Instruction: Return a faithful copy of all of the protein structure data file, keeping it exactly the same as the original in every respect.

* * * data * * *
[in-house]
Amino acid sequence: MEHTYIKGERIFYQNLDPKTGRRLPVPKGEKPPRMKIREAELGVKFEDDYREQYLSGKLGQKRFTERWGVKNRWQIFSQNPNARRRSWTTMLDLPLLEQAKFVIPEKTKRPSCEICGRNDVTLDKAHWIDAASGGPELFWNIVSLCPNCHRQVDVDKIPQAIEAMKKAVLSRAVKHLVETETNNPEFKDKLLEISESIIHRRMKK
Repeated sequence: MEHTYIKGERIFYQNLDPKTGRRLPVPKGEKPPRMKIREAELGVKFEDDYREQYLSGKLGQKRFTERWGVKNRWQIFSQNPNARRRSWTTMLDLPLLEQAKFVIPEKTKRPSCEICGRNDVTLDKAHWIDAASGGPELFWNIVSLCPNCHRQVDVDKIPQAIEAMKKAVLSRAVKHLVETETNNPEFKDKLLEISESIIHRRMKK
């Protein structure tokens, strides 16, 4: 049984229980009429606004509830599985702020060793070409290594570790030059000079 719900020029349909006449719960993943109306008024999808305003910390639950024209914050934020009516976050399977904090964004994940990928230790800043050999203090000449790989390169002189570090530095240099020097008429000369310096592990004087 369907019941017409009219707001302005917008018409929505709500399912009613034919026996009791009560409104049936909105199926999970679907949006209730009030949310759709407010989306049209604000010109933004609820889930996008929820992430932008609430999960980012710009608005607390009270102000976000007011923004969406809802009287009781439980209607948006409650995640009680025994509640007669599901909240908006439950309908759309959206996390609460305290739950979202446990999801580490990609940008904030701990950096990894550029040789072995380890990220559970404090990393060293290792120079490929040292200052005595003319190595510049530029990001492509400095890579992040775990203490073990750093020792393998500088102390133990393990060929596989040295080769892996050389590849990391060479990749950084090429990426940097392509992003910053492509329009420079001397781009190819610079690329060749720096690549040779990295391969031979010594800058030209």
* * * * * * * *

[in-house]
Amino acid sequence: MEHTYIKGERIFYQNLDPKTGRRLPVPKGEKPPRMKIREAELGVKFEDDYREQYLSGKLGQKRFTERWGVKNRWQIFSQNPNARRRSWTTMLDLPLLEQAKFVIPEKTKRPSCEICGRNDVTLDKAHWIDAASGGPELFWNIVSLCPNCHRQVDVDKIPQAIEAMKKAVLSRAVKHLVETETNNPEFKDKLLEISESIIHRRMKK
Repeated sequence: MEHTYIKGERIFYQNLDPKTGRRLPVPKGEKPPRMKIREAELGVKFEDDYREQYLSGKLGQKRFTERWGVKNRWQIFSQNPNARRRSWTTMLDLPLLEQAKFVIPEKTKRPSCEICGRNDVTLDKAHWIDAASGGPELFWNIVSLCPNCHRQVDVDKIPQAIEAMKKAVLSRAVKHLVETETNNPEFKDKLLEISESIIHRRMKK
């Protein structure tokens, strides 16, 4: 049984229980009429606004509830599985702020060793070409290594570790030059000079 719900020029349909006449719960993943109306008024999808305003910390639950024209914050934020009516976050399977904090964004994940990928230790800043050999203090000449790989390169002189570090530095240099020097008429000369310096592990004087 369907019941017409009219707001302005917008018409929505709500399912009613034919026996009791009560409104049936909105199926999970679907949006209730009030949310759709407010989306049209604000010109933004609820889930996008929820992430932008609430999960980012710009608005607390009270102000976000007011923004969406809802009287009781439980209607948006409650995640009680025994509640007669599901909240908006439950309908759309959206996390609460305290739950979202446990999801580490990609940008904030701990950096990894550029040789072995380890990220559970404090990393060293290792120079490929040292200052005595003319190595510049530029990001492509400095890579992040775990203490073990750093020792393998500088102390133990393990060929596989040295080769892996050389590849990391060479990749950084090429990426940097392509992003910053492509329009420079001397781009190819610079690329060749720096690549040779990295391969031979010594800058030209």